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Original Issue



Every sandlot league in the country has a player like San Francisco closer Rod Beck: junkyard body, Fu Manchu mustache, long hair, loves to pitch. Beck himself was playing in one such league, the California Baseball Association, as late as the winter of 1988. At the time, he was in the Giants' organization, and playing in the league put him in violation of his exclusive pro contract. He did it—as a second baseman under the assumed name of Rod Roy—because, he says, "I just love to play baseball. People knew who I was. No one told."

People now know Beck, 25, as the best reliever in the National League. At week's end, he was 2-1 with a 1.52 ERA, 33 saves and 64 strikeouts in 53‚Öì innings while walking only four batters unintentionally for the Giants, the team with best record in baseball. The 33 saves is a club record, and his string of 24 saves without a blown save, which ended on Aug. 4, is a league record. "I expect this from myself," Beck says of his success. "I don't know where the strikeouts have come from, but the walks, I can do better than that."

Two years ago no one would have expected anything like this from Beck. He was picked by Oakland in the 13th round of the 1986 draft and was traded to San Francisco in March 1988 for pitcher Charlie Corbell, who injured his arm that year and never pitched again. Beck was a successful starter in the minor leagues but bombed when the Giants called him up briefly in 1991. They then sent him to Triple A Phoenix to learn to be a closer. "I was real confused," he says. "I thought they'd given up on me." Beck made the Giants' roster in 1992 as a middle reliever and pitched so well that he was named the team's stopper in June. Since the '92 All-Star break he has had, as of Sunday, a 1.30 ERA and 42 saves in 81 games. He also made the All-Star team this year.

Beck has all the necessary tools to be a closer: a 90-plus-mph fastball, a nasty slider, a darting split-fingered fastball and terrific control. Beck even looks the part of the unhittable reliever, with his menacing mustache and stare, and his unruly hair. "People think I look like this because I'm the closer now," he says. "I've looked the same way since I was 16."

Beck is 6'1" and weighs 236 pounds, which includes a noticeable gut that he is kidded about regularly. He weighed 247 pounds and had a body-fat percentage of 25.5 when he sought the services of fitness guru Mackey Schillstone in the winter of '91. Six weeks later Beck was 230 pounds, and his body fat was down to 14.7%.

Once labeled a player with a weight problem, he's now seen as a throwback, a guy who loves to pitch, especially when the game's on the line. "I'll throw every day," he says. "If my arm hurts a little, I figure it will work its way out. If I had to pay $100 for this uniform, I would. That's just the way I've always been."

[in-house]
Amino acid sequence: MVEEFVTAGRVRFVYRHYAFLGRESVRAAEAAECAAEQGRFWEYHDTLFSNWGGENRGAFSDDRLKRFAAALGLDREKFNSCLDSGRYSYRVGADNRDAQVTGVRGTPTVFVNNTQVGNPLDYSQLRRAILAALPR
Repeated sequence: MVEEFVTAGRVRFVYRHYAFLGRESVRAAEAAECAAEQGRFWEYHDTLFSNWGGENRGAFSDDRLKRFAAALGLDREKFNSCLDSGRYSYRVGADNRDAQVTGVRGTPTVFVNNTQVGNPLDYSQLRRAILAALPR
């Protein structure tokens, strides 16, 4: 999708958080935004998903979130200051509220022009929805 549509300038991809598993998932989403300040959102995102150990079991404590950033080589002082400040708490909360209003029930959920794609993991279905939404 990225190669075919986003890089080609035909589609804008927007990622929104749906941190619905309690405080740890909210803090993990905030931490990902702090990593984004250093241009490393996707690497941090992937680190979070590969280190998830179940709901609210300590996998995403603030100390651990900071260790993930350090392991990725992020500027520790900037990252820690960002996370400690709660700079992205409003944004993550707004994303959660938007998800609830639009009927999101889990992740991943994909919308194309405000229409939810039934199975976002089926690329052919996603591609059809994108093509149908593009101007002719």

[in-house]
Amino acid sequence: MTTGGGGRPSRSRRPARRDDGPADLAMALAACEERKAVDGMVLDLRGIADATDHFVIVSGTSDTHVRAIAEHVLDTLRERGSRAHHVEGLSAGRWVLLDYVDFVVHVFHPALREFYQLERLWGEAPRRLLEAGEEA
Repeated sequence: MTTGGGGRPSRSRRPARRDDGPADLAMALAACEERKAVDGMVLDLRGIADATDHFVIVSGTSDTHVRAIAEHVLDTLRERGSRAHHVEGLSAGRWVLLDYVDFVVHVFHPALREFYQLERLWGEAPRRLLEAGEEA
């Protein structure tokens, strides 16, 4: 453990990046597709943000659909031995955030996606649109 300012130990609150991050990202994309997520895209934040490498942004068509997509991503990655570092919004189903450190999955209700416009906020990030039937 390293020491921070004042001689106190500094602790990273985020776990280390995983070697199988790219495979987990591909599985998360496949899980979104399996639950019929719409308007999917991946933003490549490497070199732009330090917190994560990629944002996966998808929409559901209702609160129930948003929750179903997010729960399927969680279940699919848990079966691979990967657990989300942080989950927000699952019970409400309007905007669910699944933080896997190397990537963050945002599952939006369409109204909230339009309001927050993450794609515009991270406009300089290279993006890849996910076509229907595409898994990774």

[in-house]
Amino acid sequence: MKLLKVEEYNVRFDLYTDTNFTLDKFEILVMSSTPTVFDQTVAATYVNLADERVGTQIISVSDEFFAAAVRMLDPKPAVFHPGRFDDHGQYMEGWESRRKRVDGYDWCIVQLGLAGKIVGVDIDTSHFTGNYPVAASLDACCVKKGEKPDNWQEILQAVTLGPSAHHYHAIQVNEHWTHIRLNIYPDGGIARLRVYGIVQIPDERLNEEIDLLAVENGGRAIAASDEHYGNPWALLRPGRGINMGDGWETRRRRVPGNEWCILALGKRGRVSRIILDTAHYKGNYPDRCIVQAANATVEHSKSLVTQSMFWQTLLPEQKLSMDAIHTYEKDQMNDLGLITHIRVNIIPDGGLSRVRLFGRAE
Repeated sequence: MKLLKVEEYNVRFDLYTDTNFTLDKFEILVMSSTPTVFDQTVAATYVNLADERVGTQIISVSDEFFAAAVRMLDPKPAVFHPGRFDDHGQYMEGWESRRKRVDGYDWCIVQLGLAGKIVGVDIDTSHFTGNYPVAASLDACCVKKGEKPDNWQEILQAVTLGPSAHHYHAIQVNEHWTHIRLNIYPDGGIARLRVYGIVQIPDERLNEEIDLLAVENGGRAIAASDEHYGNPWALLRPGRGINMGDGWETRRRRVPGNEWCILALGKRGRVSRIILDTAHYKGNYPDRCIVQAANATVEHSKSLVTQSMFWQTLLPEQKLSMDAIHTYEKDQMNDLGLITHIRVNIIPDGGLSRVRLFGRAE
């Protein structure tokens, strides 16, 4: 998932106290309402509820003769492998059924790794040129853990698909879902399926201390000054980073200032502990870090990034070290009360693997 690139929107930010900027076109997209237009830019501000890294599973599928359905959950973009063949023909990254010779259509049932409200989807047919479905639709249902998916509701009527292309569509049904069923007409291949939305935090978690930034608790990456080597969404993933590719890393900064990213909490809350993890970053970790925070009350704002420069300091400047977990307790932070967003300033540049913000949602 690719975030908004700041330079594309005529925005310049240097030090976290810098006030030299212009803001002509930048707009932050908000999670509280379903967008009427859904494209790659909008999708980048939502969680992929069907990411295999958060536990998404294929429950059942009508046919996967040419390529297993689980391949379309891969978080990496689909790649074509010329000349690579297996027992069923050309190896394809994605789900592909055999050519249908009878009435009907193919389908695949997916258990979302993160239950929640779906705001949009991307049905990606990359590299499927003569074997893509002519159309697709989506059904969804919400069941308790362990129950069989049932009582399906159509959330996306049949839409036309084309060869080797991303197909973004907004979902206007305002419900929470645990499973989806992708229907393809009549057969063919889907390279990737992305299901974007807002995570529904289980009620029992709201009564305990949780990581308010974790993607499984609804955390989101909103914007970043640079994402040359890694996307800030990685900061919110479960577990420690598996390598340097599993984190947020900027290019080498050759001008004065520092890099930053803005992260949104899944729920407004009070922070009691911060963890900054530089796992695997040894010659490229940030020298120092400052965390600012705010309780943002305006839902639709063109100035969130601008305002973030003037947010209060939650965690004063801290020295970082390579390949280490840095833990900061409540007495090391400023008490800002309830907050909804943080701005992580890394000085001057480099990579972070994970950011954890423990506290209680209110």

The Rangers won three of four games from division-leading Chicago last week to help them move within 3½ games of first place on Sunday. Leading the way was first baseman Rafael Palmeiro, who has been one of the game's hottest hitters since mid-May. Coming off a season in which his average fell from .322 in 1991 to .268, Palmeiro was hitting .202 with three homers and 12 RBIs through the Rangers' first 31 games this year. He had lost his good opposite-field swing to left because he was trying to pull the ball too often, perhaps going for big power numbers since he will become a free agent after the season. As he struggled, it was rumored that Palmeiro—and his $4.55-million-a-year contract—might be headed to Atlanta for centerfielder Otis Nixon.

At week's end Palmeiro was batting .355 with 26 homers and 69 RBIs in the last 79 games, going back to May 12. Palmeiro now ranks in the top seven in the league in homers, slugging, doubles, hits and total bases. He's staying back on the ball more, getting his hits to leftfield but pounding homer after homer to right.

Most of Palmeiro's damage has been done from the third spot in the order, which opened up when Jose Canseco suffered a season-ending elbow injury on May 29. Before that, Palmeiro was considered a player who could hit only second or fifth, while bangers like Canseco, Ruben Sierra (a Ranger from 1986 to '92) and Juan Gonzalez carried the load in the third and fourth spots. However, since batting in the three hole, he has outproduced even Gonzalez. So much for the perception that Palmeiro doesn't have the mental toughness to carry a team.

His torrid stretch has delighted the Rangers, but it also puts them in a tough spot. With DH Julio Franco surely gone to free agency after the season, and with Canseco's career in jeopardy, Texas needs Palmeiro's bat—and his glove (he had gone 63 straight games without an error through Sunday). But the Rangers are not expected to begin negotiations with him until after the season. If Palmeiro continues to hit the way he has recently, he'll have a long line of suitors.